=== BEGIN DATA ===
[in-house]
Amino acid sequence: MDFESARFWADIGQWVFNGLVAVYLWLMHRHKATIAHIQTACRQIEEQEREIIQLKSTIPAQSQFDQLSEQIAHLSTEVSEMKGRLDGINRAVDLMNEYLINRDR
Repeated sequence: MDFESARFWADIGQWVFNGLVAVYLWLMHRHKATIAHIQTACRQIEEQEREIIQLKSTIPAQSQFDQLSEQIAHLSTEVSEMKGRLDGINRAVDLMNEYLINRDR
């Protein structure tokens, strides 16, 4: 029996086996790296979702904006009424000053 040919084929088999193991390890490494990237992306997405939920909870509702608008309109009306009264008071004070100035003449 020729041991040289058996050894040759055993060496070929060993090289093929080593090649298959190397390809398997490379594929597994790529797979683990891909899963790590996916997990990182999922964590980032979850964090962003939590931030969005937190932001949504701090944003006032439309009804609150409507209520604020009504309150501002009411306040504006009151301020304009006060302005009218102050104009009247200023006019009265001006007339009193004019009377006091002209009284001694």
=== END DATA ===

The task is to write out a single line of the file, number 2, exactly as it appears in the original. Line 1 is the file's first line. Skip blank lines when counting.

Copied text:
Amino acid sequence: MDFESARFWADIGQWVFNGLVAVYLWLMHRHKATIAHIQTACRQIEEQEREIIQLKSTIPAQSQFDQLSEQIAHLSTEVSEMKGRLDGINRAVDLMNEYLINRDR